Inside American Sniper Widow Taya Kyle's Heartbreak Over Leaving the Home She Shared with Husband Chris
She had to move due to legal issues but tells PEOPLE, "I feel Chris is here in the new house with us"
Coping with the death of her husband, American Sniper hero Chris Kyle, has been hard enough, but having to move from the Texas home she shared with him was “devastating to me emotionally,” his widow, Taya Kyle, tells PEOPLE.
Even so, she says, “I feel Chris is here in the new house with us. I felt I had to move for legal reasons, but I realize the spirit of Chris is not in the home but in the hearts of those left behind.”
Chris, who was the focus of the blockbuster movie, American Sniper, based on his 2012 bestselling memoir, was shot and killed along with his friend, Chad Littlefield, at a Texas gun range on Feb. 2, 2013, by former Marine Eddie Ray Routh. On Feb. 24, Routh was convicted of capital murder and sentenced to life in prison without the possibility of parole.
In her new memoir, American Wife: A Memoir of Love, War, Faith, and Renewal, Kyle, 40, writes that after Chris died in 2013, Dallas hedge fund manager J. Kyle Bass (who was an investor in Craft International LLC, a security-training company Chris had co-founded), “had told many people – and me – that he was giving me the house Chris and I had lived in, meaning he was forgiving the mortgage and renouncing any claims.”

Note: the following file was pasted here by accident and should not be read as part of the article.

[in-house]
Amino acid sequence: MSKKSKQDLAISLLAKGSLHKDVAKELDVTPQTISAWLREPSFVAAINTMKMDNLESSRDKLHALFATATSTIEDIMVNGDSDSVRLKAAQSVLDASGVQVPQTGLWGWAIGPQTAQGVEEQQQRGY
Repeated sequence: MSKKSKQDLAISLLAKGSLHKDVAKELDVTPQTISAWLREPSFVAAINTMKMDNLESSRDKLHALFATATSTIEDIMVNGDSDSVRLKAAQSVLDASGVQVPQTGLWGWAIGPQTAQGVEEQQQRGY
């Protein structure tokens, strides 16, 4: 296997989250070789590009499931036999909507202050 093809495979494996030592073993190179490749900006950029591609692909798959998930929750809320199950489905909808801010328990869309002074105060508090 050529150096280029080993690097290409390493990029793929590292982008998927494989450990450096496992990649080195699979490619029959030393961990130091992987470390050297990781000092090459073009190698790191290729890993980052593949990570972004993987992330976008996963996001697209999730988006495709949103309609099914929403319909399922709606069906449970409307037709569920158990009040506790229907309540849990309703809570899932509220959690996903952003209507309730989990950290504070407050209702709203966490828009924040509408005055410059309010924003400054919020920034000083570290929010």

Bass had told her to stop paying the mortgage but to keep up with the taxes – “an arrangement that was more than fair,” she writes. One of Bass’ personal partnerships owns the house.
Along the way, though, “he changed his mind,” she writes. “I have to wonder if the house became just another pawn in the battle over Craft and the rights to Chris’ name and trademark.”
But she writes, this was not “just another” pawn. “It was an especially emotional one for me. And important. It was our family home.”
Since Chris’s death, Kyle has been dealing with lawsuits over Craft International LLC, which filed for bankruptcy.
She writes that she decided that “the best way to move past the ugliness” was to give up the house.
“By terms of the settlement,” she writes, she was allowed to live in the house rent-free until October, when she could either buy it or rent it. In return, she writes that she paid $50,000 for one of the guns Chris used in Iraq, which he had originally pledged for the down payment of the house.
“All of the parties released each other from various liabilities and agreed to drop their suits, she writes. We agreed to cooperate in Craft’s bankruptcy proceedings, to the extent possible.”
Although she was sad to leave the home she and Chris shared, she says she doesn’t need it to stay close to him.
“There is a peace in my new house,” she says. “I feel Chris here. I am able to accept the new experience knowing he is still with me.”
For more on Taya Kyle and her new book, pick up this week’s issue of PEOPLE on newsstands Friday.